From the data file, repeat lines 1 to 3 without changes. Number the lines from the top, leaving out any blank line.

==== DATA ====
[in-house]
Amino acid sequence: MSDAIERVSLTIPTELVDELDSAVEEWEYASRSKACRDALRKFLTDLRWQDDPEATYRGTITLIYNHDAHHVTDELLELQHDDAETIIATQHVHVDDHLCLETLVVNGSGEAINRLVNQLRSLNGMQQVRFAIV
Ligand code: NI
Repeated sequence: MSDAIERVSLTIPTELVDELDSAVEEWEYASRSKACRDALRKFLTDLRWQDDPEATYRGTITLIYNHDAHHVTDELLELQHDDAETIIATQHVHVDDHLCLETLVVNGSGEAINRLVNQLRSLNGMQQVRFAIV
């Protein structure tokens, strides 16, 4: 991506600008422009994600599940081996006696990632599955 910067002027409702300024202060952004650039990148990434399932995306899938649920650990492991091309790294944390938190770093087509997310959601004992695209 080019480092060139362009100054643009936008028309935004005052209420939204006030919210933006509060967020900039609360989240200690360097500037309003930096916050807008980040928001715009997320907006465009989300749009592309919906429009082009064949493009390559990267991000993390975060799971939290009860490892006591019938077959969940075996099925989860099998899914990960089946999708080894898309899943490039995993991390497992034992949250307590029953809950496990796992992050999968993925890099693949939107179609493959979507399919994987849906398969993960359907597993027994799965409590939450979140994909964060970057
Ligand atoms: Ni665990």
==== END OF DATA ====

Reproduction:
[in-house]
Amino acid sequence: MSDAIERVSLTIPTELVDELDSAVEEWEYASRSKACRDALRKFLTDLRWQDDPEATYRGTITLIYNHDAHHVTDELLELQHDDAETIIATQHVHVDDHLCLETLVVNGSGEAINRLVNQLRSLNGMQQVRFAIV
Ligand code: NI